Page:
Old 11-03-2007, 12:42 AM
 
Location: California
3,432 posts, read 2,167,687 times
Reputation: 138
Quote:
Originally Posted by nativeDallasite View Post
If you don't get it, why should I waste my time explaining it to you? You were born in this country but you want to become a citizen of Mexico. You're pro-illegal but haven't had to suffer any ill effects due to them because you're a middle-class CHILD still living at home with mommy and daddy. You don't have bills to pay, you don't pay taxes, and you don't have to support yourself. Ergo, your opinions on the effect illegals have on the rest of us are worthless.

Why don't you just move to Mexico?
Again, who says I'm Pro-illegal. You assume too much. And don't play the "Oh your mommy and daddy take care of you" you were once my age and were under the armpits of the rents. Why are they worthless? Do I not have a voice in the U.S? I can, enlist in the army at age 17 with parent consent. Next year I will become a legal adult and will become a registered voter. Why don't I have a say in the next presidential elections? I need to learn as much as I can. Or when am I supposed to learn it? I'm learning right now ain't I? Why don't I move to Mexico? I have no life there. I am no one there. I can retire there-- oh yes, I can retire there. But why deal with a corrupt government when I can get the next best thing in Florida right? I am not from Mexico, there is nothing in the U.S constitution that is against dual citizenship. If the U.S does not recognize dual citizenship then they don't consider my Mexican citizenship valid-- which means I can go to the good ol' U.S embassy if there are any mishaps.
 
Old 11-03-2007, 01:45 AM
 
Location: NM
402 posts, read 939,521 times
Reputation: 206


Look PL, You run so hot and cold with your posts, how can anyone tell whether you are pro or anti illegal.. I posted that link about the subject because you said the link someone else posted concerning the subject did not work for you.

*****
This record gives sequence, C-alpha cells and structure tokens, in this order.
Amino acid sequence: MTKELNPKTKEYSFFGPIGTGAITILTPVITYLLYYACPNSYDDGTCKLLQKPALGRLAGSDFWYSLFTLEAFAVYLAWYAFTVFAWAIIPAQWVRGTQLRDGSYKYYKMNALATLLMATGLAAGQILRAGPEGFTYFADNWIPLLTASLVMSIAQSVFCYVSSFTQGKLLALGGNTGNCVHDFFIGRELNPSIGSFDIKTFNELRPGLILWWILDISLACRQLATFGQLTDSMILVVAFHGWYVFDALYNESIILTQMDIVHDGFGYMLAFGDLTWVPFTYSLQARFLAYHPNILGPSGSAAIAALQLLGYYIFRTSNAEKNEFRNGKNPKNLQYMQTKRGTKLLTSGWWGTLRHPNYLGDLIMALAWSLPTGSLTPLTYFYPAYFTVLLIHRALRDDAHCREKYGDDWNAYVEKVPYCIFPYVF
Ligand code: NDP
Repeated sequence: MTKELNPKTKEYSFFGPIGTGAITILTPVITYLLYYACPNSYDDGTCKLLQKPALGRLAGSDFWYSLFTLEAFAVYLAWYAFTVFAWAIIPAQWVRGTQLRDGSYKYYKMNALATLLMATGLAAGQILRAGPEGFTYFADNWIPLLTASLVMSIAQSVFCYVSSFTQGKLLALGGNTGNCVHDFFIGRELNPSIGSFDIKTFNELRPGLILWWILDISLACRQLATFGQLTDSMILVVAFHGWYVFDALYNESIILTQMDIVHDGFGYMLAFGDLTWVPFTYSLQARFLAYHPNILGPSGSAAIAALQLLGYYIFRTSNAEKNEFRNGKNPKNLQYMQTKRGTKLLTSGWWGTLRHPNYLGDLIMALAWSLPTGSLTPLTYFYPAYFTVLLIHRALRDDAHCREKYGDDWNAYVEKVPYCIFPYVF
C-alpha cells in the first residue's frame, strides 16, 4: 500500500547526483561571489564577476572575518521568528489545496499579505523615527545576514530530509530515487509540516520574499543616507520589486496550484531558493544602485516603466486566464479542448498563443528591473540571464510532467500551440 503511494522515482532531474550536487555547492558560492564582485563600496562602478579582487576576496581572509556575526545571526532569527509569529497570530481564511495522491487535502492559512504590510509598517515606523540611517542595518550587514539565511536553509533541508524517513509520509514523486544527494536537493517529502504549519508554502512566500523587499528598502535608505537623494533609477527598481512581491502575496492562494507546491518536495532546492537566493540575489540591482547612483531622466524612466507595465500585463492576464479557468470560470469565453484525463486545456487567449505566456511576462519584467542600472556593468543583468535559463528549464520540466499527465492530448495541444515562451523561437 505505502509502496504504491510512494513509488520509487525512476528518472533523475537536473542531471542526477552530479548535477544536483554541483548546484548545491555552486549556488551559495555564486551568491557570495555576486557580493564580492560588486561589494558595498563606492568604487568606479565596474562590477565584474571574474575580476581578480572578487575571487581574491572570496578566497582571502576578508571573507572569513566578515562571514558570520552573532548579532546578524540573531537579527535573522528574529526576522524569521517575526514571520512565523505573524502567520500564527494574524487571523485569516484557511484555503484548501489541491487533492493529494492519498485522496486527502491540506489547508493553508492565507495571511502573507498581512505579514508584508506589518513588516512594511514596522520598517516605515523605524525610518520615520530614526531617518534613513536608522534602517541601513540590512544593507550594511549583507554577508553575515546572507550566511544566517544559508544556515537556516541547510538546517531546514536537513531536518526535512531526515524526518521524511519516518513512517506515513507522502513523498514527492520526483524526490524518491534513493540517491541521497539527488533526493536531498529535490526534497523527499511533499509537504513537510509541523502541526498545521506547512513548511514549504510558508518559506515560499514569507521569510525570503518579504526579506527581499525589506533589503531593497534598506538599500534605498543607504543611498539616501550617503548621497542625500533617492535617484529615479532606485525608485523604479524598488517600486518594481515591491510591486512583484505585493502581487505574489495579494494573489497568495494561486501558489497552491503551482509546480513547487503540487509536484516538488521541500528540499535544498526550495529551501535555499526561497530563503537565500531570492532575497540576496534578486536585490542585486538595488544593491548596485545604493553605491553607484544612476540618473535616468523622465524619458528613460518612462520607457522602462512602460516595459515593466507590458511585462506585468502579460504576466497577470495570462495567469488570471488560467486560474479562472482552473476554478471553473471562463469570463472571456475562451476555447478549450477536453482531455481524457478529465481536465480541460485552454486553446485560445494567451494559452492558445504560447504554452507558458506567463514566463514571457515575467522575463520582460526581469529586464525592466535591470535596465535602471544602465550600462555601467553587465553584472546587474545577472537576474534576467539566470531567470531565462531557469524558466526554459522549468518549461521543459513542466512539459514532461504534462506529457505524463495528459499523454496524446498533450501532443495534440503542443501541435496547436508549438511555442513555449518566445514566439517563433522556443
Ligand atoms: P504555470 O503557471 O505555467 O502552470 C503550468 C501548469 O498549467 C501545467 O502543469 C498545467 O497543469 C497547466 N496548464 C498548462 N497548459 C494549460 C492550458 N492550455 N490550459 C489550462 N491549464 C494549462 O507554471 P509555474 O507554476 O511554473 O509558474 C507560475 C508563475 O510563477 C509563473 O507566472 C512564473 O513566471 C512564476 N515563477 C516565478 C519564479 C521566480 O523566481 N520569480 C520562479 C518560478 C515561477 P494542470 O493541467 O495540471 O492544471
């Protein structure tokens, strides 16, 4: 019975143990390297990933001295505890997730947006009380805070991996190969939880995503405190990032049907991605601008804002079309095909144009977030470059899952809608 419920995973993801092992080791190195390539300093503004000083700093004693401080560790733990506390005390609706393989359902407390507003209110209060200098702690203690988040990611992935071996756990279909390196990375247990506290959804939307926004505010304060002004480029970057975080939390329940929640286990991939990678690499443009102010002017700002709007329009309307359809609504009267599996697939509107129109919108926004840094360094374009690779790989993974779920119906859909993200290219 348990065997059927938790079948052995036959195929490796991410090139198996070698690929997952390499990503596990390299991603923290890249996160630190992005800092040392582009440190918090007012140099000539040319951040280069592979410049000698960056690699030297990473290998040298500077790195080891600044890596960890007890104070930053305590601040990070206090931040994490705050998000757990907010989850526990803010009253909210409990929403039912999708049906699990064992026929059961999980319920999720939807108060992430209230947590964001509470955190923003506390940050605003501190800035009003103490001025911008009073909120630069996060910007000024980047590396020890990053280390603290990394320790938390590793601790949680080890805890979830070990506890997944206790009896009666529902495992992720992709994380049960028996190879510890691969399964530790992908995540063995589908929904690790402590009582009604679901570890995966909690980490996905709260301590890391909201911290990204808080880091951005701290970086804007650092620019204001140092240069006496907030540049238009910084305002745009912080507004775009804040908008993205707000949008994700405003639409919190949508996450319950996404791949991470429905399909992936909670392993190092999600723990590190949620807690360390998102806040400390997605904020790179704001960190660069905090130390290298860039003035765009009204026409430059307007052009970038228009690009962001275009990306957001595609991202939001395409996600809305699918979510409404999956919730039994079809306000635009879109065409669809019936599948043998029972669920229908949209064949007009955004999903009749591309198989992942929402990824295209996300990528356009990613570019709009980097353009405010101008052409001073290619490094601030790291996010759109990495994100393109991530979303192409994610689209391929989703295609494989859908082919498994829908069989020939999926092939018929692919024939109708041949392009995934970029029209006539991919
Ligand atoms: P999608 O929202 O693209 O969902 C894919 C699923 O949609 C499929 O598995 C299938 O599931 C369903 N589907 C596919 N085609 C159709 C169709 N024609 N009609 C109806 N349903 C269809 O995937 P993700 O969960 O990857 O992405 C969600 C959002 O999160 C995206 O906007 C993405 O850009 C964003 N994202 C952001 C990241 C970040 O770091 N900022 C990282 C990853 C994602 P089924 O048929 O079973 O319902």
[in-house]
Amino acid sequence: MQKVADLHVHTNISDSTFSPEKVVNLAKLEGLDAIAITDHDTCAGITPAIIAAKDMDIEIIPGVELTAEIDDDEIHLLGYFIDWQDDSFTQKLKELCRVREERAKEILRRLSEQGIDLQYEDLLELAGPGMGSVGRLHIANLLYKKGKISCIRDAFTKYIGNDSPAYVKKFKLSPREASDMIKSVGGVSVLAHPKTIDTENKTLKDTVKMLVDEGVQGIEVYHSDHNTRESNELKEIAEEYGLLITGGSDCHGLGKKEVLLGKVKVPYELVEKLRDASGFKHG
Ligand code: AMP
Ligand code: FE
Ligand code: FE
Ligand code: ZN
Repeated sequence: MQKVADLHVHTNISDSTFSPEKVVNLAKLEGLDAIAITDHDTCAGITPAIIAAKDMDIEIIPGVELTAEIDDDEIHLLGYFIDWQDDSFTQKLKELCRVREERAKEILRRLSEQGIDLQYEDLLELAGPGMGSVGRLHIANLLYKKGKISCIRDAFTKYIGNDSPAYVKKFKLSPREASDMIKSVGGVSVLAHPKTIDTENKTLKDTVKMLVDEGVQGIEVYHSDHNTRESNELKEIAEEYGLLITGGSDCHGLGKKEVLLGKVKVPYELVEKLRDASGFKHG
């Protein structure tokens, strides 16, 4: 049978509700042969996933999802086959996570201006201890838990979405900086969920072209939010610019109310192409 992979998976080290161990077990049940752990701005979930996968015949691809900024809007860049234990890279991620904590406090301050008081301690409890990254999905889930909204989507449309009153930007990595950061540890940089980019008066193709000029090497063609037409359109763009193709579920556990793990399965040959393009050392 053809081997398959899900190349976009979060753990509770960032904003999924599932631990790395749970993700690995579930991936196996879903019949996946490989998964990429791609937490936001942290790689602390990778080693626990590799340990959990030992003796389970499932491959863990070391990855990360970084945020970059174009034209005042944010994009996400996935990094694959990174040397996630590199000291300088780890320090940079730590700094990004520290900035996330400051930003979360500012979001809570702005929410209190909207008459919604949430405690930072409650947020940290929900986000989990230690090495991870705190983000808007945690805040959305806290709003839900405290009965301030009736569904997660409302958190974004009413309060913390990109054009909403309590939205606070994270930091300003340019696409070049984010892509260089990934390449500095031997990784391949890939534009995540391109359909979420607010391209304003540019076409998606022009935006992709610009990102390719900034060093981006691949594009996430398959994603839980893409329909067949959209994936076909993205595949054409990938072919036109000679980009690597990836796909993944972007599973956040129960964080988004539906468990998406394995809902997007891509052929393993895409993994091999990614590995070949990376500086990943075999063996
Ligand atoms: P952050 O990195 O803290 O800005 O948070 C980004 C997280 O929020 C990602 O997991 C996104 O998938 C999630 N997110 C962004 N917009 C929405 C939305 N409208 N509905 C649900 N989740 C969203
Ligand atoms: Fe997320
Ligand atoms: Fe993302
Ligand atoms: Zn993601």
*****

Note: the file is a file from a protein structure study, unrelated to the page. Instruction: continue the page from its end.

But the above quote was not directed at you it was directed at Mach50Thunderdart who accused me of being a racist. Again I am not the one who used the term "Messican"... Had I changed the word the link would not have worked... I know links can be changed but I don't know how to change them. If you took offense that is your problem not mine. Being a Choctaw I have also experienced racial slurs many times. My Great Grand father and his brother, A sheriff, and Light Horseman, in what is now Pittsburg County, OK, were both shot and killed because of the hatered white men had for the Indian.

What many don't seem to understand is that Oklahoma is not just kicking out illegal Hispanics/Mexicans they are saying go home to ALL illegal Nationalites. Did you even bother to read the link I posted for you? Well FYI here is the artical I should have posted instead of just the link.

Quote:
Law cited in reverse migration

By ALEXIS CHARBONNIER World Correspondent
10/28/2007

Uncertain what might happen, many illegal immigrants are leaving the state for Mexico.

CASA BLANCA, Mexico -- If Oklahoma's House Bill 1804 is supposed to force people to leave the state and return to Mexico, it's working.

The law goes into effect Thursday, but it is already causing a reverse migration of illegal immigrants -- and their U.S. citizen children -- to Casa Blanca, a north-central Mexican town that has long supplied hundreds of illegal immigrants to Tulsa.

''You don't hear people talking about anything else here,'' said Lilia Esparza, who has been the town nurse since 1986. ''Everywhere I hear the phrase 'they're coming back!' ''

The Tulsa World revealed the Casa Blanca pipeline in a 2006 series of stories, which showed some 3,000 Tulsa workers, mostly illegal, had ties to the area.

Now, facing fears of lost jobs, homes and children in the United States, the tide is flowing back.

Esparza's statistics show that 49 families and 88 other U.S.-born children returned to Casa Blanca in the month of September alone.

Whether that trend will continue after the law goes into effect is an open question, especially if there isn't a harsh police enforcement effort.

Those returning home face a bleak scenario: camping out in Tulsa-bought trucks or crumbling, burglarized adobe homes this winter, huddling around campfires in a lawless small town on the frigid Mexican highlands.

The Oklahoma law makes it illegal to knowingly transport illegal immigrants, and it throws up state barriers to hiring of illegal immigrants.

It also requires employers seeking state contracts to use the federal status verification system for its employees and requires identification and proof of citizenship before people can receive certain benefits.